Let me take you through some of the context around that view, based on an assessment of China’s steel stock per capita. Steel stock is basically the total amount of steel present in a country, tied up in all of its buildings, infrastructure, machines, cars etc. Developed economies, represented in the graph by the US in this instance, typically hold over 10 metric tonnes of steel stock in use per capita. China’s steel stock per capita currently represents just half of the US equivalent. This is reflected by the fact that:
Urbanisation was 54 per cent in 2014, compared to around 90 per cent in developed countries.
Floor space in China was 34 square metres per capita, compared to 40 to 60 square metres in the developed countries. The US is 65 square metres comparable floor space per capita.
Car penetration in China is just 100 units per thousand persons, compared to 300 to 700 units in the developed countries. The US has 749 light duty vehicles per 1000 persons.
If we then look forward and add in our China steel forecast, we see China’s steel stock per person gradually moving towards the level of developed economies and catching up by around 2030.
As the economy is still far from being mature and given that graduating into the ranks of high-income countries is a clear priority for the Chinese population and the China Government, we believe that China will not fall into the Middle Income Trap and that the economy will keep growing at a sustainable level that implies more is required from its steel industry.
Accordingly, we forecast Chinese steel production growth to continue into the next decade and peak at around 1 to 1.1 billion tonnes in the mid-2020s and plateau through to 2030.
Also keep in mind, even if one assumes a more conservative assumption that China’s steel stocks will remain lower than in developed countries, rising steel exports will also contribute to the upside of China’s steel production.
The second part of the market outlook story is around iron ore supply.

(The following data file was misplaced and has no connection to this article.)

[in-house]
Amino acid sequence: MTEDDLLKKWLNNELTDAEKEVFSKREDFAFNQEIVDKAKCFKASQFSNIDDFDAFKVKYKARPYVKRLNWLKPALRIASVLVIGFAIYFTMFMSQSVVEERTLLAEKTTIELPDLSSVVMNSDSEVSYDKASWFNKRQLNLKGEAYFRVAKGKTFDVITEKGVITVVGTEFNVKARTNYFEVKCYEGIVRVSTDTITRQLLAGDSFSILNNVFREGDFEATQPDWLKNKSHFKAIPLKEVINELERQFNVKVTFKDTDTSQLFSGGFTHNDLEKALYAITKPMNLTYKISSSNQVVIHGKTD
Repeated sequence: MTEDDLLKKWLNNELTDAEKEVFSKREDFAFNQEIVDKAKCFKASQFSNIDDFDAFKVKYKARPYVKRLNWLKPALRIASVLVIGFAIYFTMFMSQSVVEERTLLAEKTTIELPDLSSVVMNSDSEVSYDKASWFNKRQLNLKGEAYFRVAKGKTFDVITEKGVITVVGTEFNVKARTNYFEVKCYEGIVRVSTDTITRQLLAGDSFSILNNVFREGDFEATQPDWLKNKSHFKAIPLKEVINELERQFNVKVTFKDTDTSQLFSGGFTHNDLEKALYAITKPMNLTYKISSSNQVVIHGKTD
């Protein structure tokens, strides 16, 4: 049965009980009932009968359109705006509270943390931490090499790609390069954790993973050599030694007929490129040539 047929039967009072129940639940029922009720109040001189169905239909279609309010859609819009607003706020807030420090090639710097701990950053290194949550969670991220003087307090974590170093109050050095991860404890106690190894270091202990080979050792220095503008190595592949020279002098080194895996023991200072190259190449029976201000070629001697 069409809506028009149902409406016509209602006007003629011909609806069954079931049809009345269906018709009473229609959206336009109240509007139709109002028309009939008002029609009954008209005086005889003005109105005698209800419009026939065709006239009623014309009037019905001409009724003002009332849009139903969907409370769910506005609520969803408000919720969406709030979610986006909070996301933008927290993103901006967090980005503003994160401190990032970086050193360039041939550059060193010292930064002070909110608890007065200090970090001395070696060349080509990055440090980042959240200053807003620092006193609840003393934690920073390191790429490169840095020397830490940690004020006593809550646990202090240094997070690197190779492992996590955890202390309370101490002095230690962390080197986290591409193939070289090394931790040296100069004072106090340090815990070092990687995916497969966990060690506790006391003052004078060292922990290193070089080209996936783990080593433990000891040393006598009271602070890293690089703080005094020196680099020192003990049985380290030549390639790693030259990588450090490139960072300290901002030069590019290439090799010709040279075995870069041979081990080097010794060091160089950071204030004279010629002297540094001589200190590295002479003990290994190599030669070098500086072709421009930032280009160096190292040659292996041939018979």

Over the past few years, we have seen large miners ramping up production, in Australia and Brazil, increasing approximately 40 per cent between 2010 and 2014. Some of the green-field projects initiated in the past few years are still in their ramp up phase or for those projects initiated most recently still under construction.
BHP Billiton has maintained its share of iron ore exports through a disciplined program of investment. We approved our last major investment at Western Australia Iron Ore in 2011 and since then we have focused on productivity which has delivered volume growth above beyond the original capital investment estimate by:
Improving capacity utilisation e.g. driving more volume through existing infrastructure;
Reducing external expenditure through lower demand, better rates and insourcing services; and
By driving efficiencies and optimising functional support to enable people productivity.
I will speak further on this subject in the next section on our production plans.
Notably, the supply side has proven to be price sensitive.
The displacement coming from an inflow of low cost seaborne supply initially impacted the highest-cost producers, namely Chinese private mines. Back in 2011, according to China’s Shanghai Metals Markets (SMM) surveys, Chinese private mines were operating at a nearly full capacity rate of approximately 90 per cent. The displayed chart shows the nearly perfect correlation between iron ore price and China’s private mines operating rates.
The correlated trend has accelerated over the past 18 months as supply growth outweighed demand growth.
The displacement of the private Chinese mines is mostly due to economic factors, although the more stringent environment measures taken by the Chinese government also contributed to some closures.